Stakeholders’ expectations become responsibilities
Expectations of companies now originate from a list of stakeholders that go well beyond shareholders – including the labor force, suppliers, communities, and governments – whose needs require careful consideration. Over time, failure to fulfill these expectations creates long-term risk for the firm – including distraction of staff, interruption of strategy, and leadership turnover – and missed opportunities to generate returns in more durable ways.
In response, companies increasingly consider a range of stakeholders in business decisions but are struggling to consistently implement practices that support long-term value within that context. That lack of consistency has left many investors – and other stakeholders – skeptical of firms’ pursuit of this approach.
What does it take to earn a return from implementing a multi-stakeholder strategy?
Working with the ESG Analytics Lab at the Wharton School, University of Pennsylvania, FCLTGlobal previously analyzed the annual reports of over 3,000 global companies and compared the presence of stakeholder-oriented language with financial performance as well as ESG outcomes. In short, if all firms performed like companies in the top tercile in that study, they would combine to generate $3.2 trillion in additional firm value over the last decade.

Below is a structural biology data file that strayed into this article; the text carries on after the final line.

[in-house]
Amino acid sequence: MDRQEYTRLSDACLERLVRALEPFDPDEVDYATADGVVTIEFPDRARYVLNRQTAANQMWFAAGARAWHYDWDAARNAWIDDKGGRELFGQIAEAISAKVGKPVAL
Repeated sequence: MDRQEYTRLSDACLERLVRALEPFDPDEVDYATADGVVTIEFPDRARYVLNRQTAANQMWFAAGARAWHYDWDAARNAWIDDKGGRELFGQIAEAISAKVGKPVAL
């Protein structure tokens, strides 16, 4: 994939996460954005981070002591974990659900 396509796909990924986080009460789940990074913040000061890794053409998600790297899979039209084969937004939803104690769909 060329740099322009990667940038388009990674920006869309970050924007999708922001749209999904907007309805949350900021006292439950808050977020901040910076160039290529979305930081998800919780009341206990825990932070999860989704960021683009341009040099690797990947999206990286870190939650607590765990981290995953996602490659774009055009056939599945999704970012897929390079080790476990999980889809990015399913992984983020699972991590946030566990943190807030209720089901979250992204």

How do multi-stakeholder-oriented firms ensure they are consistently walking the talk? In conversations with FCLTGlobal members and other subject matter experts we found long-term companies take five steps after confirming their purpose to operationalize their multi-stakeholder responsibilities:
- Take inventory of current responsibilities
- Anticipate emerging expectations
- Process emerging expectations
- Fulfill new responsibilities
- Communicate about responsibilities
These steps must be taken in order and repeated regularly to be effective. This document is a compilation of case studies and toolkits that demonstrate how these steps can be put into practice systematically across the organization.
Future-fit, long-term companies need more durable performance to succeed – and that requires attention to a broader group of stakeholders. Firms that connect their purpose to their stakeholder responsibilities are better able to sustainably deliver long-term value – the goal of any corporation.
Download Walking the Talk: Multi-Stakeholder Capitalism in Practice